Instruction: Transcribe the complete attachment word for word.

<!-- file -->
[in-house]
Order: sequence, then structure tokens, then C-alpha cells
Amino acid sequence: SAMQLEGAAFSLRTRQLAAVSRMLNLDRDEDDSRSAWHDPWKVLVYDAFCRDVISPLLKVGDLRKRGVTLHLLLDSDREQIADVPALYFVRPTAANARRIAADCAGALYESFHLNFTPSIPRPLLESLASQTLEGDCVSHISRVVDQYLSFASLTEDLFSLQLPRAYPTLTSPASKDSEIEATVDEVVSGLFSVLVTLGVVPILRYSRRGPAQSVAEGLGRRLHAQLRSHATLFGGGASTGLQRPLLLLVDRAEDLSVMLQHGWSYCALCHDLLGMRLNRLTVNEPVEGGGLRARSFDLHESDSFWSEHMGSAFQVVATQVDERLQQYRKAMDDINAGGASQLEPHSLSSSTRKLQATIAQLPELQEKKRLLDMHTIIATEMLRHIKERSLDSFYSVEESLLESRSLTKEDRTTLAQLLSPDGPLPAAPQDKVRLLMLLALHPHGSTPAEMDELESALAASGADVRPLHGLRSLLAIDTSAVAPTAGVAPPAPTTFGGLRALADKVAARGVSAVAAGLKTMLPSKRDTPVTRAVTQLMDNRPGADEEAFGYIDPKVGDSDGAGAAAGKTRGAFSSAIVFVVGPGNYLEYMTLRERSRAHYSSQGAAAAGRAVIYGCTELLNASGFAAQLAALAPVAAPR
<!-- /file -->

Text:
[in-house]
Order: sequence, then structure tokens, then C-alpha cells
Amino acid sequence: SAMQLEGAAFSLRTRQLAAVSRMLNLDRDEDDSRSAWHDPWKVLVYDAFCRDVISPLLKVGDLRKRGVTLHLLLDSDREQIADVPALYFVRPTAANARRIAADCAGALYESFHLNFTPSIPRPLLESLASQTLEGDCVSHISRVVDQYLSFASLTEDLFSLQLPRAYPTLTSPASKDSEIEATVDEVVSGLFSVLVTLGVVPILRYSRRGPAQSVAEGLGRRLHAQLRSHATLFGGGASTGLQRPLLLLVDRAEDLSVMLQHGWSYCALCHDLLGMRLNRLTVNEPVEGGGLRARSFDLHESDSFWSEHMGSAFQVVATQVDERLQQYRKAMDDINAGGASQLEPHSLSSSTRKLQATIAQLPELQEKKRLLDMHTIIATEMLRHIKERSLDSFYSVEESLLESRSLTKEDRTTLAQLLSPDGPLPAAPQDKVRLLMLLALHPHGSTPAEMDELESALAASGADVRPLHGLRSLLAIDTSAVAPTAGVAPPAPTTFGGLRALADKVAARGVSAVAAGLKTMLPSKRDTPVTRAVTQLMDNRPGADEEAFGYIDPKVGDSDGAGAAAGKTRGAFSSAIVFVVGPGNYLEYMTLRERSRAHYSSQGAAAAGRAVIYGCTELLNASGFAAQLAALAPVAAPR